Foreign Policy quotes Africa Center Director J. Peter Pham on Boko Haram’s strategy in terms of funding and coordination with other terrorist groups:

Last June, J. Peter Pham, director of the Africa Center at the Atlantic Council, testified before members of the U.S. Congress about the rising threat of Boko Haram. He pointed to a 2010 Al Jazeera interview with the emir of AQIM, based in North Africa, who at the time promised that AQIM would provide funding to the Nigerian extremists. And, Pham said, there is enough evidence in Boko Haram’s growth in lethality and sophistication to back up the widespread belief that the two groups are linked. But, he said, though the group has “expanded its links with al Qaeda affiliates,” Boko Haram remains less an affiliate and more a “friend of a friend” to AQIM and other terrorist groups, including al-Shabab in Somalia.

After the French invasion of Mali in 2013, trade routes between AQIM and Boko Haram were largely cut off. Today, Pham told FP, it’s likely that Boko Haram has a significant amount of money stashed in its reserves, but financially is operating almost entirely independently.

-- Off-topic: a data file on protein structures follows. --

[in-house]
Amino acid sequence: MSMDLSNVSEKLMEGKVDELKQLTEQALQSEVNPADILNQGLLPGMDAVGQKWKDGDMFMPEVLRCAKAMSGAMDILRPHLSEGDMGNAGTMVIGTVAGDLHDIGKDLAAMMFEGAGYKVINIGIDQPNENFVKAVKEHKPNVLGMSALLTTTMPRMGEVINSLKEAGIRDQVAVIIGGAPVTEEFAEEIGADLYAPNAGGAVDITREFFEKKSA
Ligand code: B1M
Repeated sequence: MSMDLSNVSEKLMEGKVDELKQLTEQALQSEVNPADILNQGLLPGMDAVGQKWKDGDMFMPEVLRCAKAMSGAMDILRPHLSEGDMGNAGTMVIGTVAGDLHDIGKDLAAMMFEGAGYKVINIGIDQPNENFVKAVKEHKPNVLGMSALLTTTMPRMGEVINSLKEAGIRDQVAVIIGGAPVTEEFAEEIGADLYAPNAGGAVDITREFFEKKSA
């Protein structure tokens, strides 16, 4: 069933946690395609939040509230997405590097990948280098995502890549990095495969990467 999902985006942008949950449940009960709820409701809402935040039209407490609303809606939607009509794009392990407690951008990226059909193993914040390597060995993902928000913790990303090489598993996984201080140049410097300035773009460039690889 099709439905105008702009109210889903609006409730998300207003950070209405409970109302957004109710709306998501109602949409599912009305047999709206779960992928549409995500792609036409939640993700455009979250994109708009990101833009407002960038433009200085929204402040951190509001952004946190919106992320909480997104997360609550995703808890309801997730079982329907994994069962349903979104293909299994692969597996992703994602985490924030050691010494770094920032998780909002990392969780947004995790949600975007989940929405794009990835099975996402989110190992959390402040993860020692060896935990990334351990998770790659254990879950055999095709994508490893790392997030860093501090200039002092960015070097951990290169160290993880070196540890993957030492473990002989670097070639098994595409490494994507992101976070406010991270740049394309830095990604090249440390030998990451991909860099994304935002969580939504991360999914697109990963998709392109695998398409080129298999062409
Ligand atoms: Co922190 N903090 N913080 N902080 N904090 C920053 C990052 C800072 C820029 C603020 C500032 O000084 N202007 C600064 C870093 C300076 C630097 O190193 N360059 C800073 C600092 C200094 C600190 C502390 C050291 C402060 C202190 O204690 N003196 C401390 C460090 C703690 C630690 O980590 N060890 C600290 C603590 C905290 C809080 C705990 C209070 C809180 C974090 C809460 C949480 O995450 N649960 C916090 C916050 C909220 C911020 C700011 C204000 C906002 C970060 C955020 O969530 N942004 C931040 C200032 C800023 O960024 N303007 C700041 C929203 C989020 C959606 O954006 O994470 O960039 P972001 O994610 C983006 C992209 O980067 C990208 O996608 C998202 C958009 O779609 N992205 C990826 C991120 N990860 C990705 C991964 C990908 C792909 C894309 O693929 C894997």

And while the world was focusing on the more than 200 schoolgirls Boko Haram kidnapped 11 months ago, Pham said it largely ignored the middle-class hostages the group held for ransoms ranging from $10 to $20,000.

“They’re clever people, and they’ve hit their sweet spot,” Pham said. “If you go for someone really high value, you’re going to run across security, but if you kidnap a doctor or lawyer, you won’t have the same international reaction.”

Because the cost of survival is so low in the regions where Boko Haram operates, the militants can live on “just pennies a day,” Pham said.

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